On September 9, 1963, the NAACP Board of Directors recognized Du Bois's contributions to the civil rights movement in the following resolution: "It was Dr. Du Bois who was primarily responsible for guiding the Negro away from accommodation to racial segregation to militant opposition to any system which degraded black people by imposing upon them a restricted status separate and apart from their fellow citizens."
Du Bois was also a proponent of Pan-Africanism, a movement devoted to the political, social, and economic empowerment of people of color throughout the world. Later, he became active in trade unionism, women's rights, and the international peace movement. Never one to shy away from controversy, Du Bois also embraced socialism and communism at a time when they were especially unpopular in the United States. He joined the American Communist party in 1961, after winning the Lenin Peace Prize in 1959 from the former Soviet Union.
Du Bois became increasingly disenchanted with the United States, and emigrated to Ghana in 1961. He was a citizen of that country at the time of his death in 1963.
Du Bois's influence on U.S. law was indirect but powerful. He spoke out eloquently against injustice and inspired generations of African Americans to work for racial equality. With 21 books to his credit and a zeal for organizing social protest, he helped plant the seeds for the civil rights and black power movements in the United States during the 1950s and 1960s. His unswerving commitment to equal rights helped bring about changes in the laws governing education, voting, housing, and public accommodations for racial minorities.
In 1900, Du Bois wrote Credo, a statement of his beliefs and his desire for social change. The poet in him was revealed when he wrote,
I believe in Liberty for all men: the space to stretch their arms and their souls, the right to breathe and the right to vote, the freedom to choose their friends, enjoy the sunshine, and ride on the railroads, uncursed by color; thinking, dreaming, working as they will in a kingdom of beauty and love.
Berman, Nathaniel. 2000. "Shadows: Du Bois and the Colonial Prospect, 1925." Villanova Law Review 45 (December).
Clarke, John Henrik, et al., eds. 1970. Black Titan: W.E.B. Du Bois. Boston: Beacon Press.
Du Bois, W.E.B. 1968. The Autobiography of W.E.B. Du Bois. New York: International Publishers.
Logan, Rayford Whittingham, ed. 1971. W.E.B. Du Bois: A Profile. New York: Hill and Wang.
Marable, Manning. 1986. W.E.B. Du Bois: Black Radical Democrat. Boston: Twayne.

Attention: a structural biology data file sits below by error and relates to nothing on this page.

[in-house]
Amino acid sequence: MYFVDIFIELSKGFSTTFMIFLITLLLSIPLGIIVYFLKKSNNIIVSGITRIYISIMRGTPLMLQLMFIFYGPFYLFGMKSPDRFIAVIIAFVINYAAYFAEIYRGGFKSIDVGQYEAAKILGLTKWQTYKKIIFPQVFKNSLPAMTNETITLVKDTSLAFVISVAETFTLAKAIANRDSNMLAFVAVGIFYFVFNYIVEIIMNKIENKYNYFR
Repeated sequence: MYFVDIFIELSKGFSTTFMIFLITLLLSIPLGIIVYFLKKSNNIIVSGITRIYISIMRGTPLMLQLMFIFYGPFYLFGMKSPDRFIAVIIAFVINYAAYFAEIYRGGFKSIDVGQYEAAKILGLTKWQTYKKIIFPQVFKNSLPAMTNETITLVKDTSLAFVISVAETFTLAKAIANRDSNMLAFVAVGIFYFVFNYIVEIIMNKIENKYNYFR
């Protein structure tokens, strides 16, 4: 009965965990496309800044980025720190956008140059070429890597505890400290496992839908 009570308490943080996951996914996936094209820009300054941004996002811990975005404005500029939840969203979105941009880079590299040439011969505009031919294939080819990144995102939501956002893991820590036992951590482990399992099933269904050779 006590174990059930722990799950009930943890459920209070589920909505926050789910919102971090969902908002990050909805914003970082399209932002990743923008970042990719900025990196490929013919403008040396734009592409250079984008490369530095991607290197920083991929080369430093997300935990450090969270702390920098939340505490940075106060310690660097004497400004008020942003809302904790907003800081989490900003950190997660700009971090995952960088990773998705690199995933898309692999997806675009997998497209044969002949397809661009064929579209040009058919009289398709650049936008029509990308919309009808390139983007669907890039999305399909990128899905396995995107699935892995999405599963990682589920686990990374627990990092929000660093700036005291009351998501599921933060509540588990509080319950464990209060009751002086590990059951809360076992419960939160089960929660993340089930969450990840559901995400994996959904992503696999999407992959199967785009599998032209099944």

Romano, Mary Ann, ed. 2002. Lost Sociologists Rediscovered. Lewiston, N.Y.: Edwin Mellen.
Wolters, Raymond. 2002. Du Bois and His Rivals. Columbia: Univ. of Missouri.
Du Bois, W. E. B.
Du Bois, W. E. B. 1868–1963
William Edward Burghardt Du Bois’s life spanned the two great reconstructions of democracy in the United States. He was born in Great Barrington, Massachusetts, on February 23, 1868, as the former slaves were entering political life in the South, and he died in Accra, Ghana, on August 27, 1963, on the eve of the March on Washington that marked a high point in the modern civil rights movement. In his ninety-five years, Du Bois not only bore eloquent witness to his country’s advances toward and retreats from interracial democracy but, as a scholar, activist, and artist, he actively participated in the cause of racial justice in the United States and around the world. He also contributed to the understanding of the nature of race and the causes of racism, offering a powerful refutation of scientific conceptions of race and insisting on the distinctive cultural, political, and economic contributions of Africans and African Americans.
Du Bois often observed that he spent his childhood in New England largely detached from African American life and unaware of the power of racial hierarchies. It was as a college student at Fisk University in Nashville, Tennessee, that he encountered both the privations of Jim Crow segregation and the richness and variety of African American culture. During this period, Du Bois’s work as a school-teacher in rural Tennessee also impressed on him the ongoing after effects of slavery. Leaving Fisk in 1888, Du Bois went on to study philosophy, history, and economics at Harvard and the University of Berlin. In 1895, he became the first African American to receive a doctorate from Harvard, and his first book, based on a dissertation on Americans’ erratic efforts to withdraw from the international slave trade, heralded the entry of a remarkable scholar.